Author Tim Barnett
Published on 03/06/2023
Christian Living

Should Christians Pray for Atheists?

God has invited us to pray for unbelievers. And when we do, it’s not arrogance; it’s kindness.


Original video: Question for the Christians. If your God—all-knowing, all-powerful, omnipotent God—made all of us by his own hand, he created us exactly the way that we are. That’s what you believe, right? If your God made me into the atheist that I am, and he gave me the free will to believe or to disbelieve, when you pray for me, asking God to save me, how is that not a contradiction of your own God’s will to have created me exactly the way that I am? How would he answer your prayer for me without directly voiding my free will, which is to remain religion-free? How would he do that? How is your prayer not a complete waste of your and his time? Because he can’t answer your prayer. You can’t void my free will that he’s given me. How is he going to save me? And why are you so arrogant to believe that you know better than your own God?

Tim: I want to draw your attention to three serious issues with this video. First, this video starts with a straw man. A straw man fallacy is when you misrepresent a view in order to refute it. It’s easier to knock over a straw man than a real man. What’s the straw man here? She says he created us exactly the way we are. That’s what you believe, right? Wrong. This is not the Christian view. Christians believe God made the first parents, but then something happened. We call it the Fall. The world isn’t the way God originally made it. Adam and Eve broke the world, and it’s been broken ever since. That includes our beliefs and our behavior. That’s the Christian view. So, no, God didn’t make you into the atheist you are today. On the contrary, God says his existence is clearly seen, being understood through what has been made, but there are some that suppress the truth. So, her atheism is on her, not God.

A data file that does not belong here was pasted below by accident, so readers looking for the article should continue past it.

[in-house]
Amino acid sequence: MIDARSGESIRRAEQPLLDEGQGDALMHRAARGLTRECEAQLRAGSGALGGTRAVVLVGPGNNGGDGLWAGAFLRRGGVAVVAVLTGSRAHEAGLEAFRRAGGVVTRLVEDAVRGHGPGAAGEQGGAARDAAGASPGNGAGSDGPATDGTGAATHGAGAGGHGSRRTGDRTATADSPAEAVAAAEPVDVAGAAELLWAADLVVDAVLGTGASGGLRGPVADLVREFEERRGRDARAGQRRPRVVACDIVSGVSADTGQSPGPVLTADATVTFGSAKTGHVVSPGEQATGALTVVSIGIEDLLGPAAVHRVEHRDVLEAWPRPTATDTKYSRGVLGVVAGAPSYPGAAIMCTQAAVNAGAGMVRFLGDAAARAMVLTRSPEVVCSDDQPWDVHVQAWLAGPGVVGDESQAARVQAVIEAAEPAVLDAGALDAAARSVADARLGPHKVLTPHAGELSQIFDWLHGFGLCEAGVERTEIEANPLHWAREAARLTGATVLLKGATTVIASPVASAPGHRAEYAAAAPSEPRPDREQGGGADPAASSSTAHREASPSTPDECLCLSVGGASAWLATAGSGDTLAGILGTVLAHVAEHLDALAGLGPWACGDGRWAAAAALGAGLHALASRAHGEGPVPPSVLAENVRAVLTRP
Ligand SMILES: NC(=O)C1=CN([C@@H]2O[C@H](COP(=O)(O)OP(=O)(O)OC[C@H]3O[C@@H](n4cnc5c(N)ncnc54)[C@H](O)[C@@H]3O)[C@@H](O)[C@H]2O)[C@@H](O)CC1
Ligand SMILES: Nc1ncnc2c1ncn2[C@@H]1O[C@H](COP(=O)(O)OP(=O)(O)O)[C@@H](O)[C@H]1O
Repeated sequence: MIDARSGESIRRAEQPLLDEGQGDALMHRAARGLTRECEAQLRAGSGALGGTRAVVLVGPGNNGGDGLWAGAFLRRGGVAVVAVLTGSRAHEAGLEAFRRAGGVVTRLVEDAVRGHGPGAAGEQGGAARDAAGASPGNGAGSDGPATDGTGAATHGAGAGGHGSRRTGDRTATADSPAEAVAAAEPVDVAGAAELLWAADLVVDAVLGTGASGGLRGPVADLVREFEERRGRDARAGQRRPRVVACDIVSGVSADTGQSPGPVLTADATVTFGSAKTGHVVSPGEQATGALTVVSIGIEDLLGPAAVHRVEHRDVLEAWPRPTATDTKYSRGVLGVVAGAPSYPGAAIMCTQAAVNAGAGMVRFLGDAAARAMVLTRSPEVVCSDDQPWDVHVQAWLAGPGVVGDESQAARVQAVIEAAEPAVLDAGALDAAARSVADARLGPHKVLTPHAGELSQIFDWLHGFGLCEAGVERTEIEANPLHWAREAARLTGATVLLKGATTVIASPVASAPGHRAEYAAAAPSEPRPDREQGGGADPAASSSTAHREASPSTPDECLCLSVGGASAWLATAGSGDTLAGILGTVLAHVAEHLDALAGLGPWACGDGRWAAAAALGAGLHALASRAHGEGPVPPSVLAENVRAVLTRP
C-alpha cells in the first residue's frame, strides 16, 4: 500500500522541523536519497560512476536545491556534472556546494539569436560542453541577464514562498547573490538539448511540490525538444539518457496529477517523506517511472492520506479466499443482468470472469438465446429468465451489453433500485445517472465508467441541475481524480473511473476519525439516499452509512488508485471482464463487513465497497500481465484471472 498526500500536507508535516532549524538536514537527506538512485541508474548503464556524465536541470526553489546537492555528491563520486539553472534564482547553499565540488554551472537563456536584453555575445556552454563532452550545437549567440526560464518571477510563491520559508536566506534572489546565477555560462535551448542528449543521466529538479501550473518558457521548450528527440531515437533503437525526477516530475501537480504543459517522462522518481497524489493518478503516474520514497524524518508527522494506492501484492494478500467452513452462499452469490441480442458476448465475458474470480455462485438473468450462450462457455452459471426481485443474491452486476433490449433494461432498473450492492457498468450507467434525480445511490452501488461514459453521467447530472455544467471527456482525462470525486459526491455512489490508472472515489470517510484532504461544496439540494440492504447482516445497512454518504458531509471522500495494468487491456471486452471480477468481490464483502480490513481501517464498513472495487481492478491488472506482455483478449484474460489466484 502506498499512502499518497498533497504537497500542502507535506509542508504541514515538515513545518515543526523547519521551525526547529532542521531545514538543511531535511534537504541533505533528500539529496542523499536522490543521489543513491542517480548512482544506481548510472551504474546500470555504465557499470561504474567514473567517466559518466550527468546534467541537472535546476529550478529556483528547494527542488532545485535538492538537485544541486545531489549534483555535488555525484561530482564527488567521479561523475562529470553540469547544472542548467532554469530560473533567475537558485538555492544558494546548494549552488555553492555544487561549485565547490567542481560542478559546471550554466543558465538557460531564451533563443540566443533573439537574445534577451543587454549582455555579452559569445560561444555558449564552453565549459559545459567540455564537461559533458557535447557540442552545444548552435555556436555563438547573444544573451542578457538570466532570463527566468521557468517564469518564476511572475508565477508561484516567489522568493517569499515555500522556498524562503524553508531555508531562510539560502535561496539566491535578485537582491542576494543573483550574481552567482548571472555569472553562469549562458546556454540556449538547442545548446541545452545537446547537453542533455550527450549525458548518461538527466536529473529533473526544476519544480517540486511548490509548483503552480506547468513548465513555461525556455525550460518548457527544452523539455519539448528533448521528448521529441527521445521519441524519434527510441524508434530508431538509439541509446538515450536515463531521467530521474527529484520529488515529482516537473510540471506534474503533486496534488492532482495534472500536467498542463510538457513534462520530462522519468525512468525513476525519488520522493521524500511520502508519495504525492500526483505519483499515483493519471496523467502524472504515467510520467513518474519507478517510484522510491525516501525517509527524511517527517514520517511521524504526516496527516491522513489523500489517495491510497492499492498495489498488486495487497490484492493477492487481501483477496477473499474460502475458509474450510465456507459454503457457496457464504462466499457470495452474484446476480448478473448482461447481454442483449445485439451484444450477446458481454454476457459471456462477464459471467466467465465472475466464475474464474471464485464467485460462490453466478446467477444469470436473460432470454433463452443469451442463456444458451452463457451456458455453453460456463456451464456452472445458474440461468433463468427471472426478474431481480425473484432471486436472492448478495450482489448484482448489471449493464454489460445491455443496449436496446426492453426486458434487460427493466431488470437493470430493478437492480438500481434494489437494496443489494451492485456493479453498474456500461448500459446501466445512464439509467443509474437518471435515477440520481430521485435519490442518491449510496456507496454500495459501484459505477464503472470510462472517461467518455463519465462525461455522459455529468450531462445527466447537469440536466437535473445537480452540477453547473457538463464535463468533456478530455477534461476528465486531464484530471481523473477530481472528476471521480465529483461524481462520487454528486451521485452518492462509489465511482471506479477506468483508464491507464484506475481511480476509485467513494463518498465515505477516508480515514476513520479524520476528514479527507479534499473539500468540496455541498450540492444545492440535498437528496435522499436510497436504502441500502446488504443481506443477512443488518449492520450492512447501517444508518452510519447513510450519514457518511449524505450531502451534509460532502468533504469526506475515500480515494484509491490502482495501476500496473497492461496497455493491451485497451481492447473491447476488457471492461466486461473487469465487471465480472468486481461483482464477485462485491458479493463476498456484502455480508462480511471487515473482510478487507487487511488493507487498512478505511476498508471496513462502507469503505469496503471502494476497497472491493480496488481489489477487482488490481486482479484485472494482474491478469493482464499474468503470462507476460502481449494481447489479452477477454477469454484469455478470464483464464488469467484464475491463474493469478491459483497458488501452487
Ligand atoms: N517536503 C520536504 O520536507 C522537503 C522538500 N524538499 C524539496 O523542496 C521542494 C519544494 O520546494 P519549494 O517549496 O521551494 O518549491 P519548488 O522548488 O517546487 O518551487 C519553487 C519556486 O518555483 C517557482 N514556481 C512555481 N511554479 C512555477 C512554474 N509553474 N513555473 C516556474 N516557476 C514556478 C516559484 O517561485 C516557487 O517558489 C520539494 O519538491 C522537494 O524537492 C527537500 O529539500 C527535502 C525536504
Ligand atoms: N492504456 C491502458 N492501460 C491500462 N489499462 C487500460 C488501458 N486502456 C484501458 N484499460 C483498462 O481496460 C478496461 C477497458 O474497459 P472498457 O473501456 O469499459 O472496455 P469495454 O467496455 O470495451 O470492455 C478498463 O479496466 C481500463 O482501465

Second, there’s the issue that praying for unbelievers necessarily violates their free will. At this point, we need to ask, what exactly are we praying for? Here’s my answer: We’re asking God to act in such a way to make a difference. Now, this no more violates free will for God to draw believers than it violates free will for me to woo my wife into a relationship. I didn’t force her to marry me against her will. So then, why’d she marry me? Well, I wooed her. I made myself appealing—now, I had hair back then—so that she would like me and eventually fall in love with me. Call it wooing, or drawing, or attracting, or persuading, or whatever, but I act in such a way to help create a relationship without violating her free will, and if I can do it, then God can do it. When I pray, I’m asking God to do that.

Third, she claims it’s arrogant to ask God to save unbelievers because it goes against God’s will. Ironically, it’s God’s will for us to pray for the salvation of the lost. The apostle Paul tells us to imitate him, and he says, “My heart’s desire and prayer to God for them is that they may be saved.” I think Paul would be surprised to learn that his prayer goes against God’s will. This video is mistaken. God has invited us to pray for unbelievers, and when we pray for those unbelievers, it’s not arrogance; it’s kindness.